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Polar Icebreakers in a Changing World: An Assessment of U.S. Needs to be reanalyzed and reconsidered, and ultimately, in 1980, the Office of Management and Budget (OMB) rejected the proposed budget request for a new icebreaker. Study followed study until 1983 when the Coast Guard organized a Polar Icebreaker Requirements Study (PIRS), which was unique in that it involved other federal agencies for the first time. The other agencies included the Department of Defense, National Science Foundation, and Maritime Administration, all of which were utilizing the services of the existing fleet. In the same year, OMB directed that all icebreaker costs be fully reimbursable, and a complex scheme of fixed costs to be reimbursed to the Coast Guard was developed along with actual expenses incurred in polar regions. Ultimately the National Oceanic and Atmospheric Administration (NOAA), Department of Transportation, and OMB joined the PIRS study group. The final 400-page report stated that there were “no satisfactory alternatives to take the place of polar icebreaking services.” A summary of the PIRS findings follows. In studying icebreaker funding, PIRS reviewed the full reimbursement system in detail. While recognizing the theoretical advantages of incorporating full icebreaker costs in the budgets of user agency programs, the PIRS report also reflected the general discontent with reimbursement. The report cited the following disadvantages: Increased difficulty in managing an icebreaker fleet, when unexpected perturbations in agency budgets can eliminate large amounts of funding with little notice, Inefficient utilization due to the rigid allocation of icebreaker days, Difficulty in providing support for other than the designated users, and Potential for reduction in the icebreaker fleet due to distorted reimbursement incentives. The impact of reimbursement was felt even before completion of the PIRS report. The $5.3 million transferred to the Maritime Administration (MARAD) bloated the small agency’s research and development budget substantially. When the 1984 budget reduced MARAD’s R&D appropriation to its traditional level, MARAD redirected its icebreaker funding to its other traditional programs. The Coast Guard was left without funding for one of the five ships. PIRS also assessed funding acquisition costs under shared arrangements with other agencies and with industry without discovering any attractive alternatives. After making estimates of operating and capital costs, PIRS concluded that an icebreaker fleet is essential to the national interest and should be operated by the U.S. Coast Guard. The report’s significant recommendations include the following: The Coast Guard should maintain a fleet of four icebreakers to meet the projected requirements. In a minority opinion the Coast Guard argued that a fifth icebreaker should remain “in reserve” due to the age of the ships and a possible increase in requirements. Design of a new icebreaker should start immediately, emphasizing research as well as escort and logistics capabilities, and should reflect the needs of both primary and secondary users. Icebreaking capability should be between that of the Wind and Polar classes. Capital cost of replacement icebreakers should be funded by the Coast Guard. Reimbursement should be reexamined and a joint recommendation for change pursued through the budget process. Scientific capabilities of the Polar class icebreakers should be improved. Based on the PIRS, the U.S. Coast Guard began consulting with other agencies concerning requirements for a future icebreaker design. At the same time, three of the existing ships were experiencing increased wear and tear and the Coast Guard had funds to operate only four, not five, ships. Consequently, WESTWIND was placed in layup with a small caretaker crew. By 1986, Coast Guard engineers were expressing concerns about the structural integrity of the GLACIER. Because 21 to 28 percent of her hull plating had been lost to corrosion, much of her hull framing and some 20 percent of structural decks and bulkheads were deemed inadequate. Emergency repairs permitted her to sail on the 1986-1987 Antarctic mission, but she was operationally restricted to “limited ice transit.” The cost of a full refurbishment, coupled with her manpower-intensive configuration and high operating costs, led the commandant to decommission her in 1987. This left the nation with four icebreakers. Bringing WESTWIND back into service proved more challenging than expected, and NORTHWIND too began to falter. Engine problems forced her to miss resupply operations in Greenland in 1987, and with the lack of a backup, the commandant was forced to request Canadian assistance. This led to the decommissioning of WESTWIND in 1988 and NORTHWIND in 1989, leaving the United States with only two heavy icebreakers. THE PRESENT FLEET OF U.S. ICEBREAKERS Even as the old fleet was in rapid decline, but not yet lost, there was a strong sense that new icebreakers were needed. The PIRS report was one of the indicators, and the Coast Guard Authorization Act of 1984 stated: It is the sense of the Congress that the United States has important security, economic, and environmental interests in developing and maintaining a fleet of icebreaking vessels capable of operating effectively and independently in the heavy ice regions of the Arctic and the Antarctic. The Secretary of the Department in which the Coast Guard is operating shall prepare design and construction plans for the purchase of at least two polar icebreaking vessels to be opera-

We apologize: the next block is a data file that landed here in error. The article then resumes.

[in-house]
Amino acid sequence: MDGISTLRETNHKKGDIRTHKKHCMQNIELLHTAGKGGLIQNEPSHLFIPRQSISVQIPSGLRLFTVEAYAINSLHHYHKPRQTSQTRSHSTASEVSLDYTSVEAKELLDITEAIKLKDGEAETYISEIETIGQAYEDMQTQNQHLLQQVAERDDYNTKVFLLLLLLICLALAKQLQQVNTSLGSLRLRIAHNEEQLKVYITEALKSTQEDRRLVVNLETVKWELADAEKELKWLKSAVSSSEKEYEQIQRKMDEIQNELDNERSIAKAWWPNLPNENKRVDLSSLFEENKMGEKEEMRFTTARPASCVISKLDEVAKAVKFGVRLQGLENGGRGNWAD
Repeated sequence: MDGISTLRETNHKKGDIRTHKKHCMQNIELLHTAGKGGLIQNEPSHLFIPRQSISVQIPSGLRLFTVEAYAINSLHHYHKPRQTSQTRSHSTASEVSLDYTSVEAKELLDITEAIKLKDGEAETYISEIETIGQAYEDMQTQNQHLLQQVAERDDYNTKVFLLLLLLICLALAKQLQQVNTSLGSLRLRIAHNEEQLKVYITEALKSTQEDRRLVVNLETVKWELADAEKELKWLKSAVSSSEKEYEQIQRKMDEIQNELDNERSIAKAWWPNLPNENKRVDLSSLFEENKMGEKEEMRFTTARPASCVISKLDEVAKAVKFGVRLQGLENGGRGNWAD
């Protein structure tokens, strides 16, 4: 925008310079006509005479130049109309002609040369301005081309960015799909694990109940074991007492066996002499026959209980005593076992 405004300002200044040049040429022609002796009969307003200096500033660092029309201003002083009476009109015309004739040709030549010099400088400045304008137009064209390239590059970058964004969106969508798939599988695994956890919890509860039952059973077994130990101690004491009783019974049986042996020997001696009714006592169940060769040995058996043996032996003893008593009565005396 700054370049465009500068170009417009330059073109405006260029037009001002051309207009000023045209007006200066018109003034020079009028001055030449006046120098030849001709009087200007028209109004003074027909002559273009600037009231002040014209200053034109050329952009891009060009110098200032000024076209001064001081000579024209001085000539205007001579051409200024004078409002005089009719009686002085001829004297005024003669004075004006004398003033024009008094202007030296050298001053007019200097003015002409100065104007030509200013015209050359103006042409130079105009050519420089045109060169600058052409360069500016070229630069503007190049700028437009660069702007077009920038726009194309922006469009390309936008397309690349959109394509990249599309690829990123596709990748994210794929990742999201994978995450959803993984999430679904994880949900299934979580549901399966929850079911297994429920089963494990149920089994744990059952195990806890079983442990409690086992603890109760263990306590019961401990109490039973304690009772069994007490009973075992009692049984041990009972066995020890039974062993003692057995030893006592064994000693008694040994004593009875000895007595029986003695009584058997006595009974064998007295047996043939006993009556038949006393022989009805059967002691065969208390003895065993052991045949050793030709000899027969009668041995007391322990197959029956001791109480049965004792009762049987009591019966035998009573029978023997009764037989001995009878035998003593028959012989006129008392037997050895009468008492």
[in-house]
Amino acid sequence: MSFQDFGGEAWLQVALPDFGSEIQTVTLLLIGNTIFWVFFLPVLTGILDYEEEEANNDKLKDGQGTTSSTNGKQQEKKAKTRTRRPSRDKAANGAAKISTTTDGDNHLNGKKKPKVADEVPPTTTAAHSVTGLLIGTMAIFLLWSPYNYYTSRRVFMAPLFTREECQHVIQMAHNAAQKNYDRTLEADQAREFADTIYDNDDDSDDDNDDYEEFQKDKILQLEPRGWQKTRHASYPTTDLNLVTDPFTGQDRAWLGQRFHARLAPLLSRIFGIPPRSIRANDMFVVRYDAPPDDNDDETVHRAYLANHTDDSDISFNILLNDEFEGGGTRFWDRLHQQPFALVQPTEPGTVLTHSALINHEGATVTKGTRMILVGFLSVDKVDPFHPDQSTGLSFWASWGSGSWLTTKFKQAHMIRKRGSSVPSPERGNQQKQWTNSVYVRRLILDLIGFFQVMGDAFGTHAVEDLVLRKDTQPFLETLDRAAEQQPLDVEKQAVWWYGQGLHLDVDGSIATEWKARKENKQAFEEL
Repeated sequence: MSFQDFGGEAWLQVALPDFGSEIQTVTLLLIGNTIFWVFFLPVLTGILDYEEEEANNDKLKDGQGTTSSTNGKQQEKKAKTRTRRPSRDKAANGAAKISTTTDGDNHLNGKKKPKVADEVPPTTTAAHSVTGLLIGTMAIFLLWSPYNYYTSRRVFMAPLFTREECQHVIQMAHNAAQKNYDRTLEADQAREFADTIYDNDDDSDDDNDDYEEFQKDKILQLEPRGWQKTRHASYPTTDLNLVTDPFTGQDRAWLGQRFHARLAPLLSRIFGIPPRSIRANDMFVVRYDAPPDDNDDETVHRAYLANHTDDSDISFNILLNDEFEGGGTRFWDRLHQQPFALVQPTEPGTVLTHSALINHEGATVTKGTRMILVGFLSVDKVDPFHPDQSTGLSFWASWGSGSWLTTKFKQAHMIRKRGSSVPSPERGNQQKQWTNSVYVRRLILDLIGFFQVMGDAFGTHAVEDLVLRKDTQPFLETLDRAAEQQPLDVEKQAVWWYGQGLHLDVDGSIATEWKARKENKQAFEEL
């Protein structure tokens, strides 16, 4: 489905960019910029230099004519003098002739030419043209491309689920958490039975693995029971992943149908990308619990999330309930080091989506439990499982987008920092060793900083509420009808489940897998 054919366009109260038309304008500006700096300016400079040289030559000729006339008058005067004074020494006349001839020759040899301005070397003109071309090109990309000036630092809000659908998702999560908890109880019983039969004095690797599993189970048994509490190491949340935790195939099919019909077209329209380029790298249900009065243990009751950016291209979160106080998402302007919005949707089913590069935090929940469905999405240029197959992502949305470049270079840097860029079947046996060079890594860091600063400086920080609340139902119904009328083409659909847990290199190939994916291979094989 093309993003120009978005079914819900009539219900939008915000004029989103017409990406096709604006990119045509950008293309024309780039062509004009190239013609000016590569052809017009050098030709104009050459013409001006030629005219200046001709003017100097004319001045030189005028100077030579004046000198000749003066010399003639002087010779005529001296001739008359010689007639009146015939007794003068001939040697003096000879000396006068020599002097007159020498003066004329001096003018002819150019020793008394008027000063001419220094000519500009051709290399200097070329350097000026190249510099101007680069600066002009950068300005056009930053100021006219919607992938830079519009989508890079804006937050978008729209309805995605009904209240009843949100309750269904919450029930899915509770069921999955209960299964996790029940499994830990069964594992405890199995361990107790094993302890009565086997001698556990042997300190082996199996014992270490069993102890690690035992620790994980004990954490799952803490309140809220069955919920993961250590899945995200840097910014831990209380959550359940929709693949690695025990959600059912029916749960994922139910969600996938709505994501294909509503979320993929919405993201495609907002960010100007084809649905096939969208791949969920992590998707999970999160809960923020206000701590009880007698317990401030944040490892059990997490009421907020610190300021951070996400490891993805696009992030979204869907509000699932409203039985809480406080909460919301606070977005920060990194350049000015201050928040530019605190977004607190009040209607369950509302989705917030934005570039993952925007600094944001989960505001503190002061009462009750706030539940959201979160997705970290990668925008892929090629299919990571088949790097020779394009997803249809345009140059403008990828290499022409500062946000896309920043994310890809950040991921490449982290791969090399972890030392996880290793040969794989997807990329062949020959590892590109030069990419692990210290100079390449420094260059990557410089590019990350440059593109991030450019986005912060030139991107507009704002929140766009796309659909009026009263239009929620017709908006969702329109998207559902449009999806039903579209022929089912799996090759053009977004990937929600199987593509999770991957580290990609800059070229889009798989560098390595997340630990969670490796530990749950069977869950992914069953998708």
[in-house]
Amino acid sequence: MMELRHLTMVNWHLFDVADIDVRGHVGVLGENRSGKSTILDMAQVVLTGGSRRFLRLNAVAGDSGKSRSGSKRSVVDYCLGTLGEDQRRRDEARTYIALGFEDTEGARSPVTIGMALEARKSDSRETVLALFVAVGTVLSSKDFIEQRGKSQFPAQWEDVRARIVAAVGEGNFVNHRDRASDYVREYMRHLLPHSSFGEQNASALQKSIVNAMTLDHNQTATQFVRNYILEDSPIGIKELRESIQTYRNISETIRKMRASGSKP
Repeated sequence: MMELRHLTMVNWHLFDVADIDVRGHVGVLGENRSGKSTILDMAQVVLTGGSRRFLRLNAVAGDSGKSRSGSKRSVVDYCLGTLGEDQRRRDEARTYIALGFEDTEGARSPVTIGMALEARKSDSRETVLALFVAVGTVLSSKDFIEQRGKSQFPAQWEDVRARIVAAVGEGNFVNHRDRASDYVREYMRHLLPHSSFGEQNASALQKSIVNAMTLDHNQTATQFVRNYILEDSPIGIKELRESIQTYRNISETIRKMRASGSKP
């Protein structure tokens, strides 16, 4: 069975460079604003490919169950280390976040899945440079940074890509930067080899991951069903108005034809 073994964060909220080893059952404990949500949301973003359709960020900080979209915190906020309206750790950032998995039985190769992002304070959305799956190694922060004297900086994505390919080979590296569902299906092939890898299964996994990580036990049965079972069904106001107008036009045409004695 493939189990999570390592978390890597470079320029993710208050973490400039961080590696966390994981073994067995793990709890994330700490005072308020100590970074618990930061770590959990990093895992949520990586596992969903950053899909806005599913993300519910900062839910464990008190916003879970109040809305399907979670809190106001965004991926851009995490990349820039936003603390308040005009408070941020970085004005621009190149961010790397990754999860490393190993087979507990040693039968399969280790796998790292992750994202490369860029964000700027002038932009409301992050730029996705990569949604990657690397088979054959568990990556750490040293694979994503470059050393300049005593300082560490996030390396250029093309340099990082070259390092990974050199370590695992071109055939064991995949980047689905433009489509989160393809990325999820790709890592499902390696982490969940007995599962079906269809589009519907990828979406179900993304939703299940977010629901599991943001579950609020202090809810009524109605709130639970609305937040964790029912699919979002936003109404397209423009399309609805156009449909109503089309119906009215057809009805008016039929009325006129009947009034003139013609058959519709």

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Polar Icebreakers in a Changing World: An Assessment of U.S. Needs TABLE 6.1 Current U.S. Coast Guard Polar Icebreakers Characteristic POLAR STAR and POLAR SEA HEALY Length (feet) 399 420 Displacement (long tons) 13,334 16,165 Cruise speed (knots) 12 12 Endurance (days, nautical miles) 205, 23,000 205, 23,000 Power (SHP) 60,000 30,000 Crew size 134 67 Scientists 20 50 Icebreaking capability 6 feet at 3 knots 4.5 feet at 3 knots NOTE: SHP = shaft horsepower. tional by the conclusion of fiscal year 1990…. In preparing such plans, the Secretary shall consult with other interested federal agencies for the purpose of ensuring that all appropriate military, scientific, economic and environmental interests are taken into account. The design proceeded expeditiously, but delays occurred when a company with Arctic experience proposed to lease an icebreaker to the government. Consequently, OMB denied replacement icebreaker funding in the 1988 budget. An A-104 lease-buy analysis was completed in 1989 and showed that the net present value of a lease would be 10 to 15 percent more expensive than buying the ship. This finding cleared the way for Congress to appropriate funds to procure one ship. Funding was provided in the Defense budget thereby further slowing actual procurement. HEALY, delivered in 1999, was designed with modern science facilities to meet the increasing demand for Arctic research and has proven highly capable in that role. The characteristics of the current fleet are listed in Table 6.1. THE CURRENT WORLD FLEET OF POLAR ICEBREAKERS The U.S. Coast Guard generally has used the thickness of ice broken continuously at 3 knots as a simple measure of icebreaking capability. Therefore, icebreaking ships for Coast Guard or military owners are not required to be built to meet classification society requirements. However, requirements for the structural integrity of ice-capable ships are specified in the rules of the various classification societies, for example, the Russian Maritime Register of Shipping, Lloyd’s Register, Det Norske Veritas, American Bureau of Shipping, and Germanischer Lloyd, and national regulatory authorities (Canadian, Finnish-Swedish, and Russian). These requirements are divided broadly into Baltic Rules for ice-strengthened vessels and Arctic Class Rules for icebreaking ships. Most classification societies have similar requirements for ice-strengthened vessels or ice type ships, which are divided into classes depending on their design ice thickness of up to 1.2 meters. Local structure design ice pressures depend principally on the ice class and hull area. In contrast, classification society requirements for icebreaking ships have historically varied somewhat in terms of definitions of hull areas, which are strengthened, and design load intensity relative to design ice and operating conditions. An approximate correspondence between different classification societies’ ice classes is shown in Table 6.2. How- TABLE 6.2 Approximate Equivalencies Between Classes Classification Society/ National Administration Approximate Class Equivalents Canadian Arctic Shipping Pollution Prevention Regulations   CAC 1 CAC 2 CAC 3 CAC 4 Type A Type B Type C Type D Russian Maritime Register of Shipping LL1 LL2 LL3 LL4 ULA UL L1 L2 L3 Det Norske Veritas P30 P20 P10 I15 I10 I05 1A* 1A 1B 1C Lloyd’s Register of Shipping LR 3 LR 2 LR 2 LR 1.5 LR 1.5 LR 1 1A 1B 1B 1C Finnish-Swedish Maritime Administrations           1AS 1A 1B 1B 1C 1C Germanischer Lloyd           E4 E3 E2 E1 Bureau Veritas           1AS 1A 1B 1C American Bureau of Shipping           1AA 1A 1B 1C